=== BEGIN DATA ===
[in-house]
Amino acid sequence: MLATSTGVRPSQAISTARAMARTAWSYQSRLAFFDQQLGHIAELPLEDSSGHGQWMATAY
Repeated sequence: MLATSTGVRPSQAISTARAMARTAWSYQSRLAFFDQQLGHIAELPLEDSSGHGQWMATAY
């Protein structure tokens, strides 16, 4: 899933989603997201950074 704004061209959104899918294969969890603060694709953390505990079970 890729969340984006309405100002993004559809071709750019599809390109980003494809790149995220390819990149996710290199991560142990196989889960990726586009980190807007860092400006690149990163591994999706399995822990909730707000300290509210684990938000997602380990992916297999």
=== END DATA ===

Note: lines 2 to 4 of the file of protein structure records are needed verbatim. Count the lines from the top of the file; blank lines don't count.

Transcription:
Amino acid sequence: MLATSTGVRPSQAISTARAMARTAWSYQSRLAFFDQQLGHIAELPLEDSSGHGQWMATAY
Repeated sequence: MLATSTGVRPSQAISTARAMARTAWSYQSRLAFFDQQLGHIAELPLEDSSGHGQWMATAY
């Protein structure tokens, strides 16, 4: 899933989603997201950074 704004061209959104899918294969969890603060694709953390505990079970 890729969340984006309405100002993004559809071709750019599809390109980003494809790149995220390819990149996710290199991560142990196989889960990726586009980190807007860092400006690149990163591994999706399995822990909730707000300290509210684990938000997602380990992916297999």